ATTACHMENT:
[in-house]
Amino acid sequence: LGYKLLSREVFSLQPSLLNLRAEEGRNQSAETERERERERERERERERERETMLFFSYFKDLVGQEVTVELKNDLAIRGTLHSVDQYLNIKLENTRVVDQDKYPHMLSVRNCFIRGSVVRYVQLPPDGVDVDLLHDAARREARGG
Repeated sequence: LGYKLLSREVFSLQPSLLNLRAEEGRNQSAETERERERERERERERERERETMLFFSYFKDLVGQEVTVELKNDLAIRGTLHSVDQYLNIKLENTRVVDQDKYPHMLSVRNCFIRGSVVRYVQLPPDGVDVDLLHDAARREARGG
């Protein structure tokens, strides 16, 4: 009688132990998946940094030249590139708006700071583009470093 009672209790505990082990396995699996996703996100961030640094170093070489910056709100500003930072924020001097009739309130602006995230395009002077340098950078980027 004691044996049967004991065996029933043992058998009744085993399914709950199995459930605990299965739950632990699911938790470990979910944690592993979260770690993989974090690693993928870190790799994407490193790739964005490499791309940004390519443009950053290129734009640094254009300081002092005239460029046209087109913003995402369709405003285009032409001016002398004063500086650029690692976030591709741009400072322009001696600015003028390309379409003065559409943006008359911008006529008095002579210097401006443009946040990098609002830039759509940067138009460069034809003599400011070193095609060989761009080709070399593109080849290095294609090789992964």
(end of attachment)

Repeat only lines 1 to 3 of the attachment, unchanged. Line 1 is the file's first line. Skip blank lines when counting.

[in-house]
Amino acid sequence: LGYKLLSREVFSLQPSLLNLRAEEGRNQSAETERERERERERERERERERETMLFFSYFKDLVGQEVTVELKNDLAIRGTLHSVDQYLNIKLENTRVVDQDKYPHMLSVRNCFIRGSVVRYVQLPPDGVDVDLLHDAARREARGG
Repeated sequence: LGYKLLSREVFSLQPSLLNLRAEEGRNQSAETERERERERERERERERERETMLFFSYFKDLVGQEVTVELKNDLAIRGTLHSVDQYLNIKLENTRVVDQDKYPHMLSVRNCFIRGSVVRYVQLPPDGVDVDLLHDAARREARGG